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A serious U.S. Sen. Al Franken listens to a Minnesotan talk about her federal policy concerns at the State Fair. FORUM NEWS SERVICE/Don Davis

Capitol Chatter: GOP criticizes, Franken apologizes for ‘thoughtless moment’

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ST. PAUL -- U.S. Sen. Al Franken's election opponent is trying to make a campaign issue out of a video shot two years ago showing the senator holding two traffic cones to his chest, apparently to imitate a woman's breasts.

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"It was a thoughtless moment and I regret it," Democrat Franken told Forum News Service of the 2012 incident, which he did not know was being videotaped.

Republican challenger Mike McFadden said the incident is proof that Franken should not be re-elected.

"We can do so much better with our leaders..." McFadden said, adding that Franken has made other "sexist and outrageous and offensive" statements.

When he was first running six years ago, Franken apologized for "Saturday Night Live" skits in which he participated or wrote.

"As a father, as a coach, as a business leader, as a Minnesotan, I expect so much more out of our leaders and our U.S. senators," McFadden said.

However, Franken said that voters should not make a decision based on his "thoughtless moment."

"I think you have to judge me on my record on women with what I have done as a senator," he said, adding that he has "fought" for equal pay for women, to make sure women are not charged more for health care and against the Hobby Lobby court case that means "bosses can determine whether or not a women gets contraception."

The McFadden camp also has criticized Franken for ducking the media, as reported in a National Journal article, but he was on radio and talked to reporters at the Minnesota State Fair late in the week. Franken also was on the road and held media availabilities in several communities.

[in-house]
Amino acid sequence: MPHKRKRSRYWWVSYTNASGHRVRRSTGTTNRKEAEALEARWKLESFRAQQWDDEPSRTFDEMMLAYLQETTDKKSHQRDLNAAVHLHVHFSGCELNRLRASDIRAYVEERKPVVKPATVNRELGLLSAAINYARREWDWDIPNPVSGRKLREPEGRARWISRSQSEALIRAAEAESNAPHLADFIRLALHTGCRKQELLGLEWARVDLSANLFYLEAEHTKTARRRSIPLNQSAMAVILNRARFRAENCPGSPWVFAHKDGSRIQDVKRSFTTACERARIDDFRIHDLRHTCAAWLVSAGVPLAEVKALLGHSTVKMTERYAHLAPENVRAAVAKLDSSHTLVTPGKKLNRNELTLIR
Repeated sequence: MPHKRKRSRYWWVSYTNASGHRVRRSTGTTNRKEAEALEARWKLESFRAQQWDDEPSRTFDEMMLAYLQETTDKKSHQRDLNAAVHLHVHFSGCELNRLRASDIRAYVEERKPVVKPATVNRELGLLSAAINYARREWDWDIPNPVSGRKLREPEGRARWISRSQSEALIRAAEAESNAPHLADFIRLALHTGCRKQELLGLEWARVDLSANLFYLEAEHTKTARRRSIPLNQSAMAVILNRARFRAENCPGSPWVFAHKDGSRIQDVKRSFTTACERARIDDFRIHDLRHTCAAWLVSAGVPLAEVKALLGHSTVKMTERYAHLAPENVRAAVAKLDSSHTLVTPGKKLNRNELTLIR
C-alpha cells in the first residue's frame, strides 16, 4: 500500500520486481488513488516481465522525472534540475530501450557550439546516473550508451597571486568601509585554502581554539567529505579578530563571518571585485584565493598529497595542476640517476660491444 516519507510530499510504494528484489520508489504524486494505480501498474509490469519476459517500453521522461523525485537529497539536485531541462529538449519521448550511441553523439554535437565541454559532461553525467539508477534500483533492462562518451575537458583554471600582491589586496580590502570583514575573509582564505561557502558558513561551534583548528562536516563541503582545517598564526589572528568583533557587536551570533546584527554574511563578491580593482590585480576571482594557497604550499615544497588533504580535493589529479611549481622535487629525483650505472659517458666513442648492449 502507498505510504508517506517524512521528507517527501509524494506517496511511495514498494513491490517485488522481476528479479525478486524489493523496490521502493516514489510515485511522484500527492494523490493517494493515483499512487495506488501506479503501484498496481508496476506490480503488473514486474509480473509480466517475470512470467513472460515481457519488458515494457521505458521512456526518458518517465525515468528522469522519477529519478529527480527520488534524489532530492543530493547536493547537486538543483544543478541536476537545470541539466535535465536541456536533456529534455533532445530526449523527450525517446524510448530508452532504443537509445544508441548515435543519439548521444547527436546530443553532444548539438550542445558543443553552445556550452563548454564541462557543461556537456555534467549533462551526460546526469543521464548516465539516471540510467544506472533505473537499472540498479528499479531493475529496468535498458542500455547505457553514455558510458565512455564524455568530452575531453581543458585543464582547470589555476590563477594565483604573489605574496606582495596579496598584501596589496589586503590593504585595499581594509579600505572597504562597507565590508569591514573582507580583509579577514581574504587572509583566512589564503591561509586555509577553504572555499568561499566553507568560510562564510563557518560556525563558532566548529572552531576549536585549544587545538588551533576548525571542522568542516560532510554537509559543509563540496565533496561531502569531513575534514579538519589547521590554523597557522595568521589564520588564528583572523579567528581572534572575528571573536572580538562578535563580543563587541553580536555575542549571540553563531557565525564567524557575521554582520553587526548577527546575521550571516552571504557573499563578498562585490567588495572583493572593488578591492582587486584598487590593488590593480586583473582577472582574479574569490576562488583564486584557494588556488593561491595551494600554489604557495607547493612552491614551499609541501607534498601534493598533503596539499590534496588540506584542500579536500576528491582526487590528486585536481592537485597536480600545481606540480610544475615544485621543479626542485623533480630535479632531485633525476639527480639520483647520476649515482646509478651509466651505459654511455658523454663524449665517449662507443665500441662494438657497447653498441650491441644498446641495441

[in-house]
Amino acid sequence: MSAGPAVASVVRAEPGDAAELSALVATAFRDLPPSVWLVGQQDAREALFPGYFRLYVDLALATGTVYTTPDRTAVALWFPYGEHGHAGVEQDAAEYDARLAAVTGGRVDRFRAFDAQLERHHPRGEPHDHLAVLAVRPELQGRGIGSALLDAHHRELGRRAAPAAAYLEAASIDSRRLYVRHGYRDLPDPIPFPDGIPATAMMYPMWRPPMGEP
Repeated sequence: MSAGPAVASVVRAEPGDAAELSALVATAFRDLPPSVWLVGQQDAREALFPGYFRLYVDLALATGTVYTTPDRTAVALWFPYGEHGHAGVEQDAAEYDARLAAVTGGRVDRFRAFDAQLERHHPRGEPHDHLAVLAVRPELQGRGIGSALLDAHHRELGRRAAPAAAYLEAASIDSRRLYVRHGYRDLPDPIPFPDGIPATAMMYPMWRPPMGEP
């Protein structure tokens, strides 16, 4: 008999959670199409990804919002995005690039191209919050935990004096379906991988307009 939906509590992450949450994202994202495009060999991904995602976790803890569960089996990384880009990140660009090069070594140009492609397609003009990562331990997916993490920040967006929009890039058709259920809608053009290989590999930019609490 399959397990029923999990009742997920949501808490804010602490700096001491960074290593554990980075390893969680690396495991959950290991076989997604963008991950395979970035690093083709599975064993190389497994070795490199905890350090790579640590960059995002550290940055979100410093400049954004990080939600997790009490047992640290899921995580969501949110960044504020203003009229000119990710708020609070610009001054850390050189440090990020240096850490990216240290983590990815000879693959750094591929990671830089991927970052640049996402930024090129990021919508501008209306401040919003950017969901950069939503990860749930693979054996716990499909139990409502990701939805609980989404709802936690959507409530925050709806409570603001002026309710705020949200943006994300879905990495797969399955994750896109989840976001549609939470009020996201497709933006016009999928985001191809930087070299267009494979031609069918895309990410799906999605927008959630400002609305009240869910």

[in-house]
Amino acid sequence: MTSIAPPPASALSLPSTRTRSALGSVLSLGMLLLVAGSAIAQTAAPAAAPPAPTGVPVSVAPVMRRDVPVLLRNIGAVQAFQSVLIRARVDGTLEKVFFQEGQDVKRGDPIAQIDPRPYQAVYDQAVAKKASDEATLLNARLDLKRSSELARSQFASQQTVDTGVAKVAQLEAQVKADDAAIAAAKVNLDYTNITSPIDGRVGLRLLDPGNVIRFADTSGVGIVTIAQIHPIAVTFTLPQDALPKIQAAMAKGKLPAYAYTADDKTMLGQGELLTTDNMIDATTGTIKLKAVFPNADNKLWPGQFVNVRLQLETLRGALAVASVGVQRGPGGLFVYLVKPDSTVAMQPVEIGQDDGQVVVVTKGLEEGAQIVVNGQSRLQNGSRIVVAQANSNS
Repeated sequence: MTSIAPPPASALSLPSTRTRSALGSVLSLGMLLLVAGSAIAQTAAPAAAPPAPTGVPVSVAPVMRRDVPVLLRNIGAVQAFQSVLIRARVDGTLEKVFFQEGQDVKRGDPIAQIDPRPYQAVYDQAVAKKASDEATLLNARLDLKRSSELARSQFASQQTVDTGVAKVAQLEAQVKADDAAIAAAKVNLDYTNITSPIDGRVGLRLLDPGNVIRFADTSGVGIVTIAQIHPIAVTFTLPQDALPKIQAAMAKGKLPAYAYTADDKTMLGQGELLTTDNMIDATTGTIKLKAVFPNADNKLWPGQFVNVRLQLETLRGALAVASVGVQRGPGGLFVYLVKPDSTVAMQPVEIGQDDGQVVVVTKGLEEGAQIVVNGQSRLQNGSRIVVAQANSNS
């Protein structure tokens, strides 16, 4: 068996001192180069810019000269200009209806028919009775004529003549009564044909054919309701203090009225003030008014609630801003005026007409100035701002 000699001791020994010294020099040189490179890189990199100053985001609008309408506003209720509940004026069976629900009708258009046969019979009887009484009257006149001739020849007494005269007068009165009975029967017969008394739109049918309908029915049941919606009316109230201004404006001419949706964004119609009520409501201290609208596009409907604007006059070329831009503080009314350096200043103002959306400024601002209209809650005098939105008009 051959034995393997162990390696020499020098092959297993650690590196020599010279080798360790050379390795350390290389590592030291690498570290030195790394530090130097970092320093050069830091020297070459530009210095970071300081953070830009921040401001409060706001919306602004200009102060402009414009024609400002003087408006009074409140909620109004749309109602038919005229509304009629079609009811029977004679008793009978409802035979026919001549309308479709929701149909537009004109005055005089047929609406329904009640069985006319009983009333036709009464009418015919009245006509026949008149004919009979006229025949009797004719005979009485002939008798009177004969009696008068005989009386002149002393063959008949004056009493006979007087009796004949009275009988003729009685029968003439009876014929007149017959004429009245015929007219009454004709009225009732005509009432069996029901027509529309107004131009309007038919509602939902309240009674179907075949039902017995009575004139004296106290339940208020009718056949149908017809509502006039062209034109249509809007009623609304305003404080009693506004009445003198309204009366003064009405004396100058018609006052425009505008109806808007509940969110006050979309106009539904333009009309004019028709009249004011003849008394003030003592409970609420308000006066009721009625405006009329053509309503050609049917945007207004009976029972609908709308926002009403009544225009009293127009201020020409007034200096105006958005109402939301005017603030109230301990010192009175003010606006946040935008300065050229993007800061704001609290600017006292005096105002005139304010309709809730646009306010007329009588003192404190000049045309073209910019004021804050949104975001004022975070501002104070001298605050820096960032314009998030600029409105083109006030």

Since he began campaigning for office before the 2008 election, Franken has made a point of avoiding most national media to focus on Minnesota issues instead of talking about his comic and satirist past like many national reporters would prefer.

Age, Internet problems

An aging workforce with inadequate Internet connections is hurting rural Minnesota, the Coalition of Greater Minnesota Cities says.

They are issues voters must consider when picking the next governor, said Glencoe Mayor Randy Wilson, the coalition's president. “These are really tough and complex problems, and it is imperative that whoever the next governor is, he has a vision and a plan for greater Minnesota and will work with us to resolve these issues."

Politicians have talked for years about the need to improve greater Minnesota's workforce and Internet connections, as well as transportation, but relatively little has been done.

The coalition, an organization of 85 cities outside of the Twin Cities, discussed the issues at a recent conference in Rochester.

One striking figure is that just 45 percent of greater Minnesota homes "are connected at speeds needed for present-day applications," the coalition reports. That compares to 92 percent of Twin Cities homes.

This year's Legislature approved an initial contribution to improving rural broadband, otherwise known as high-speed Internet. But it was just a drop in the bucket of what rural leaders say is needed.